The thing about leaving a salaried job to start your own business is that people assume you’ve somehow struck gold and therefore don’t need money. My dear readers, allow me to assure you that the truth cannot be further.
I gave up a six-figure annual salary to start a business dealing in something I am passionate about – quality content.
Two weeks into starting Material World a guy got in touch with me via LinkedIn and requested to meet up. When he asked what my “business model” was, I honestly had no answer for him. Not because I do not know what my business model is but because I knew my “business model” would not interest a mercenary businessman like him.
Business people want to trade in something tangible and to them, content is something people don’t pay for (because there are tonnes of people out there who can do it for next to nothing and because you can highlight what you want from some random webpage and copy and paste). Remember the line Miranda Tate (played by actress Marion Cotillard) delivered to Bruce Wayne’s business rival John Daggett?
I could try explaining that a ‘save the world’ project, vain or not, is worth investing in, Mr. Daggett. But you only understand money and the power you think it buys. So why waste my time indeed?”
Similarly, I could try explaining why good content is worth paying for. But IF the businessman was only concerned about money and profits, I’d be wasting my time explaining to him the story behind Material World.
One of the things I personally find offensive is when a potential client asks me why Material World charges what it charges. I think a quick browse around this website will tell you (1) that we aren’t just some freshly minted graduates with hopes to make it as freelance writers and (2) that we have the 3Es: Experience, Ethics, and Editorial Skills.
This short-sighted focus on numbers, on profit margins, on budgets, often leaves us freelancers wondering, “Do people not care for quality anymore?” While it’s often tempting to go, “Well, how much do you want to pay me?”, I am still holding my ground and insisting that my work be paid on my terms. Because … as one of the world’s biggest beauty companies has taught me … I’m worth it.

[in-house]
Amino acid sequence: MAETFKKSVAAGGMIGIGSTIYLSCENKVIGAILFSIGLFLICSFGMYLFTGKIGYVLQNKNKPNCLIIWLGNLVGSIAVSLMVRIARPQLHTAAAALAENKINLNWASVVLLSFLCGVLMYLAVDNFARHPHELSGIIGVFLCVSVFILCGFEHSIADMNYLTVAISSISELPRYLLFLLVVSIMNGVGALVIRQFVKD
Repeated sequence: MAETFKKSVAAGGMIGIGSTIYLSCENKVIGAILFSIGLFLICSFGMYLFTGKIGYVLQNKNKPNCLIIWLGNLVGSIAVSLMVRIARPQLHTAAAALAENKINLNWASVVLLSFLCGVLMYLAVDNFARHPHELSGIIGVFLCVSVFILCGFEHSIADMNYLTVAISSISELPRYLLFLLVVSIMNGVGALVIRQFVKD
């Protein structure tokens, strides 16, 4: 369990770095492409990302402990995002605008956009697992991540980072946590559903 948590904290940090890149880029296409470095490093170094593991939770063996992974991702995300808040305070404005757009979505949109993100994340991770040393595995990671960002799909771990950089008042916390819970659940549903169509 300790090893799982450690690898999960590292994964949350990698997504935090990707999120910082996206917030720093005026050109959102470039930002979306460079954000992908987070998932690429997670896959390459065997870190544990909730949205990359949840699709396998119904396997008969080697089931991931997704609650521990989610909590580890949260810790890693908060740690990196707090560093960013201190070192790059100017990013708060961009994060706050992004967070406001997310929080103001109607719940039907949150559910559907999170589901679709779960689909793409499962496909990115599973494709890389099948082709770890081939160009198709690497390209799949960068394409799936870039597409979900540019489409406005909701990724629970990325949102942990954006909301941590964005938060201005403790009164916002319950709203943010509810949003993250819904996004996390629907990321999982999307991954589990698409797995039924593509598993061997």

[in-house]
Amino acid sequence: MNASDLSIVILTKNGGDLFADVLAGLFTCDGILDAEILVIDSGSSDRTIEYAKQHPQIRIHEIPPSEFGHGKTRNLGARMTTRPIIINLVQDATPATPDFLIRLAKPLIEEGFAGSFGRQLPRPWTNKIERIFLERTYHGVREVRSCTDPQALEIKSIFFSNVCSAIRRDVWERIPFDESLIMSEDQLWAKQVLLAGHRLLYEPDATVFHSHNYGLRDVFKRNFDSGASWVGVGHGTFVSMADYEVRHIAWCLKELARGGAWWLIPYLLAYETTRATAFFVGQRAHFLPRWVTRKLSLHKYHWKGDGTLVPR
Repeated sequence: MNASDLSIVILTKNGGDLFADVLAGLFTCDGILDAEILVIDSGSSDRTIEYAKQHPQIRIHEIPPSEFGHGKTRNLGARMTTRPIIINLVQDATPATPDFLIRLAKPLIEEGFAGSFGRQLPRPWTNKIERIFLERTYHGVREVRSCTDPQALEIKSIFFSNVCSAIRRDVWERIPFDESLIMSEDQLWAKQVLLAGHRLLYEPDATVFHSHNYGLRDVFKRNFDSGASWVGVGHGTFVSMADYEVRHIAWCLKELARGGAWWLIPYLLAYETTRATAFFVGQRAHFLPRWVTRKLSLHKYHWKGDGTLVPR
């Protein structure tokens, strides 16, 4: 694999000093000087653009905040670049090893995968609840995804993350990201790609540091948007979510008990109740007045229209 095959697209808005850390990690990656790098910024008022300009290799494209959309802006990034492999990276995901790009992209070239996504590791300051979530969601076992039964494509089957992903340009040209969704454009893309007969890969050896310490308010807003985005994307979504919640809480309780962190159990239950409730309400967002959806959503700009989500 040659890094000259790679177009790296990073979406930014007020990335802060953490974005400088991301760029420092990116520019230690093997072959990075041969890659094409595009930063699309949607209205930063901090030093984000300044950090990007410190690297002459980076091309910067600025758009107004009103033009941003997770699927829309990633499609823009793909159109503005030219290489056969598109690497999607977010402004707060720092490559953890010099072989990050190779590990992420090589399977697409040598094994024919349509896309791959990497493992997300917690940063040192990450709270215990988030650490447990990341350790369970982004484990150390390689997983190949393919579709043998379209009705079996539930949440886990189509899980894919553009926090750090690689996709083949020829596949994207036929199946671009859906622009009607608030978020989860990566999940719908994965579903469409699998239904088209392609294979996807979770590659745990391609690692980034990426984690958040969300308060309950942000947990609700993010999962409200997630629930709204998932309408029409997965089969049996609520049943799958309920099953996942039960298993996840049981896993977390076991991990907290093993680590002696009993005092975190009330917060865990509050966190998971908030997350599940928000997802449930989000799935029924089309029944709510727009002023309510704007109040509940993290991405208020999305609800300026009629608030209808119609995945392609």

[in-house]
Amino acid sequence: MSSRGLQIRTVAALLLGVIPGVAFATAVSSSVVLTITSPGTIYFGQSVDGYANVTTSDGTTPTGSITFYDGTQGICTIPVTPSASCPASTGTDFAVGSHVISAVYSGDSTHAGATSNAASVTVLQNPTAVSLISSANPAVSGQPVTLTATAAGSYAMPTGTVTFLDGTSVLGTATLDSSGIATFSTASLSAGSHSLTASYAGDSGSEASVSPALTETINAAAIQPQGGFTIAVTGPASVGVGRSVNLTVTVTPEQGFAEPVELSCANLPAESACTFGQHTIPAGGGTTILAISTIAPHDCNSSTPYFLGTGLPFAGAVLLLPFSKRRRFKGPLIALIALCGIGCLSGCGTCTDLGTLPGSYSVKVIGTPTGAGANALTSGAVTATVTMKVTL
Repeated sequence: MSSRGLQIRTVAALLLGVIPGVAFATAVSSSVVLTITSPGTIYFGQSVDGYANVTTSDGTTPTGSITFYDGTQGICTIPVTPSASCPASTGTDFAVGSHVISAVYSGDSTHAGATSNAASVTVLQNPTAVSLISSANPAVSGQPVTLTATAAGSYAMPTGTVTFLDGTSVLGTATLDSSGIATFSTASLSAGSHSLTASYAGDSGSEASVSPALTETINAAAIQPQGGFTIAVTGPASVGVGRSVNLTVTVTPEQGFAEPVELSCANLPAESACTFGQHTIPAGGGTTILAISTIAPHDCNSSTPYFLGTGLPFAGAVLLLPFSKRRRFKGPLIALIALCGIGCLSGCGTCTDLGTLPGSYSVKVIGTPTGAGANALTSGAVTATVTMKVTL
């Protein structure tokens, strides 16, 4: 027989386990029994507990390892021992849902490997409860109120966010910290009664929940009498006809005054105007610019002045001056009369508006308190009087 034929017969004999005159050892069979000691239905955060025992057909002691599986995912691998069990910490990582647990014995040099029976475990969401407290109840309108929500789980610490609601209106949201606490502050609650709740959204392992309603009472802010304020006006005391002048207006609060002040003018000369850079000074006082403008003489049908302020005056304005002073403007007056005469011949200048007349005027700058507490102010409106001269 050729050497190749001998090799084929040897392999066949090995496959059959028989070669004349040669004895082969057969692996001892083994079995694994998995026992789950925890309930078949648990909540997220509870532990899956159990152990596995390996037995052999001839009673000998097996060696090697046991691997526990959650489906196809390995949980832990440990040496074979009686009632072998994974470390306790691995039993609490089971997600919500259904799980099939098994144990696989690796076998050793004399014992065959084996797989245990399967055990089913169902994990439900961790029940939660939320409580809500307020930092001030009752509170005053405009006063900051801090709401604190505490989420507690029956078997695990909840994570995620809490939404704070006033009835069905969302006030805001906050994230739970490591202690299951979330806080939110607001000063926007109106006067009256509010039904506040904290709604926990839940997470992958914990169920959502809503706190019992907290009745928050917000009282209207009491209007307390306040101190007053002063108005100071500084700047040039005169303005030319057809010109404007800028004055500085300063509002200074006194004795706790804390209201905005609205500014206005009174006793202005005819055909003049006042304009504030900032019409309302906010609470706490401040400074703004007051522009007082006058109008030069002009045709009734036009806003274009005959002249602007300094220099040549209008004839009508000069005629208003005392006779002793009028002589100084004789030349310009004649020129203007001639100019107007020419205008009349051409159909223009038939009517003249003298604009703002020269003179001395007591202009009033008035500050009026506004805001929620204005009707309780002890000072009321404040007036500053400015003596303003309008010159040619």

If you can pay over $7,000 for a Chanel bag, you should understand the value of The Craft True that there is a great number of people who queue outside the boutique to buy a bag because of the Brand but my idealistic self would like to think that beyond the brand is heritage, quality materials, and workmanship. More importantly, the fact that Chanel can charge this much for its bags is because they take pride in the Craft – the process of putting the bag together, one stitch at a time. While you may not be able to wear a story on your shoulder, a well-written one can enrich your mind and widen your horizons. The Craft of Writing therefore is one that should be paid for just as how many of us would pay for The Craft of a Bag.
If you can pay for Cable TV subscription, for a movie ticket, you should understand the value of Creativity
It never ceases to amaze me how while we pay over $100 a month for movie channels, we stop short at paying for the one thing that makes it all possible: Words. Describing a picture, telling a story, planning a book, writing a proposal, selling an idea … all these would not be possible if a person does not possess the POWER OF CREATIVITY. The movie industry has been fighting, for so many years now, against piracy because the existence of pirated DVDs only leads to people thinking they don’t have to pay a just price for viewing that content. If we all – as a people – think it’s okay to pay poorly for content, we will truly come to a point where there will be no creativity at all because … why bother?
If you can pay for an expensive gadget, you should understand YOUR OWN NEED for Content Why pay close to $1,000 for tablets, smartphones, and ultrabooks if you don’t have stuff to put in them? Apps are never totally free – they have ads to support them. Digital magazines are not free because writers and editors have to be paid. Facebook is NOT free, it supports itself on ad revenue too. At the end of the day, CONTENT is not free. Some of us pay outright for it, some of us pay for it in terms of our “eyeballs”, some of us pay for it with our continued use of the platform. Human beings have proven that they have an insatiable appetite for content. It is just jaw-dropping that they think “free”, as a business model, will keep it going.
CONTENT and the process of CREATING IT are not free. Most importantly, there are those of us who believe that we should be paid a fair price for creating GOOD, QUALITY MATERIAL that supports consumerism, grow brand awareness, and help foster a general environment of creativity.
The biggest insult to a freelancer is therefore asking us why we charge what we charge for our work. Just because we don’t have an actual good to sell (like a pair of shoes or a dress), it doesn’t mean we have nothing to sell. Or, be upfront and tell us what you want to pay and we will tell you if we can accept the amount.
About The Author: Deborah Tan is a founder of Material World. After 10 years of working in magazines Cleo and Cosmopolitan Singapore, she is now a freelance writer/editor who works on this website full-time. She likes liquid eyeliners, bright red lipsticks, tattoos, rock & roll, Mad Men, Suits, and believes one day, the world will come round to her idea … Follow her on Twitter @DebTanTweets.